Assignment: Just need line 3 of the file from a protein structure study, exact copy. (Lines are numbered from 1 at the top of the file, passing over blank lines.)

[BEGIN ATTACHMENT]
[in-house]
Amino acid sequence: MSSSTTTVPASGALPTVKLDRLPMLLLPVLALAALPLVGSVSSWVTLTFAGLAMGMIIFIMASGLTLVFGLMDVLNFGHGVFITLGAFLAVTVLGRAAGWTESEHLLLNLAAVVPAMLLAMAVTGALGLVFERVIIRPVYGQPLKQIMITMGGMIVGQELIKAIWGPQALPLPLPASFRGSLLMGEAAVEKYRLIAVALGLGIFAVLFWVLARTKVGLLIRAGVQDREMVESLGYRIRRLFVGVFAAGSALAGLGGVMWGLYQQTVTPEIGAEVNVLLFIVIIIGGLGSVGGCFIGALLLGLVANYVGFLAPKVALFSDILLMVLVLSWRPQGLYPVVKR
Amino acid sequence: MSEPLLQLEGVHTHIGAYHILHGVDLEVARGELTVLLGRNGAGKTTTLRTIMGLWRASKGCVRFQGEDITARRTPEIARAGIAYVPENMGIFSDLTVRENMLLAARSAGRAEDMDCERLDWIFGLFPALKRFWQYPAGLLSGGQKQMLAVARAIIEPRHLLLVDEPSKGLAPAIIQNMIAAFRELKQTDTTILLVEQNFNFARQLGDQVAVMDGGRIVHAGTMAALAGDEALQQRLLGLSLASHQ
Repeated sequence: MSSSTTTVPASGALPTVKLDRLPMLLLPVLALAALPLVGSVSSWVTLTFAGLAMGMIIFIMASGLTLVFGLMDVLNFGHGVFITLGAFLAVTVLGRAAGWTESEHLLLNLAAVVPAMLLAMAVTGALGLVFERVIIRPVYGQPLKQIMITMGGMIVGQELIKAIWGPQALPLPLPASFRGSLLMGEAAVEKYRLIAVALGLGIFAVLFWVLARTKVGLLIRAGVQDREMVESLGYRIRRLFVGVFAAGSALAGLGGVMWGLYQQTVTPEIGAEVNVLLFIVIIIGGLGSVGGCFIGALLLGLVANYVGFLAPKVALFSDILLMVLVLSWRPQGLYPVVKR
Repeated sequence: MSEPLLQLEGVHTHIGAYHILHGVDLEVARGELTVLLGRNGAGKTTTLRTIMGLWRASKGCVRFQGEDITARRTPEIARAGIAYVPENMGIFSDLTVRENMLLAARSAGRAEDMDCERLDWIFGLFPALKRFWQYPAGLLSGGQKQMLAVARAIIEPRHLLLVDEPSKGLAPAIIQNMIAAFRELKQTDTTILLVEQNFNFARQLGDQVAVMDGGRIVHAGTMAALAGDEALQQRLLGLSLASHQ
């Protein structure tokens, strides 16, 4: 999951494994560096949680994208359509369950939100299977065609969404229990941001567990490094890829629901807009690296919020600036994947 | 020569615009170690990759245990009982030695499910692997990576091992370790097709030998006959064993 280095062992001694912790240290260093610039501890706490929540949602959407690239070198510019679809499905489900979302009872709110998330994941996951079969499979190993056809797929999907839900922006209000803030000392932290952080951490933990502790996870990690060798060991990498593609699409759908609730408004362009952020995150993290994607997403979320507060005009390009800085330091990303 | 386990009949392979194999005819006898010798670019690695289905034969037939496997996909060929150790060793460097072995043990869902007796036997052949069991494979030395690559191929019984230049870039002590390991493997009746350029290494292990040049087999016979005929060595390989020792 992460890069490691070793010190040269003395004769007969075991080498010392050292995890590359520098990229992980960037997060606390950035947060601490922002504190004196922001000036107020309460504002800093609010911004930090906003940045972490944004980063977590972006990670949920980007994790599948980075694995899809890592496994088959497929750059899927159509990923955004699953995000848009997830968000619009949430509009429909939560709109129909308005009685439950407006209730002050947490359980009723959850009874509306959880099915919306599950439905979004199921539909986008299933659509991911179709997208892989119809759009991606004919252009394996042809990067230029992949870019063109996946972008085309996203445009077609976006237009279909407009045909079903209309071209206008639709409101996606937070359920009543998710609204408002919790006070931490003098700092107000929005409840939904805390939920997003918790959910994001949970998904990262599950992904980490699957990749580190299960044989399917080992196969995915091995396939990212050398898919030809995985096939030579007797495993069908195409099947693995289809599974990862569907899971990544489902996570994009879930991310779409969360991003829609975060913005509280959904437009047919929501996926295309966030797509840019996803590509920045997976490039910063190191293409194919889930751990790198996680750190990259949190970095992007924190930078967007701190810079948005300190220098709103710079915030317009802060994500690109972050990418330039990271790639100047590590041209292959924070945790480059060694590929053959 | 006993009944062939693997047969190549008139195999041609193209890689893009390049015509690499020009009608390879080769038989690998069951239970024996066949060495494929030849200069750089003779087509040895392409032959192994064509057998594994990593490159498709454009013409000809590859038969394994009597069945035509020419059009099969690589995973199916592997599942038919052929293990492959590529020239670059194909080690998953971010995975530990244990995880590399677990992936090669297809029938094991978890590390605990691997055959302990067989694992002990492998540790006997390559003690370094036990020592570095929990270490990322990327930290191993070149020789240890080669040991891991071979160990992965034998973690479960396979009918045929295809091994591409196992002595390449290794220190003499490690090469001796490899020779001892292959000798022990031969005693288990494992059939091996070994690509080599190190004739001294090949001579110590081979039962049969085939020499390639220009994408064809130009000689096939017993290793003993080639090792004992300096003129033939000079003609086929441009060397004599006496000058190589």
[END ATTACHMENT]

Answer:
Amino acid sequence: MSEPLLQLEGVHTHIGAYHILHGVDLEVARGELTVLLGRNGAGKTTTLRTIMGLWRASKGCVRFQGEDITARRTPEIARAGIAYVPENMGIFSDLTVRENMLLAARSAGRAEDMDCERLDWIFGLFPALKRFWQYPAGLLSGGQKQMLAVARAIIEPRHLLLVDEPSKGLAPAIIQNMIAAFRELKQTDTTILLVEQNFNFARQLGDQVAVMDGGRIVHAGTMAALAGDEALQQRLLGLSLASHQ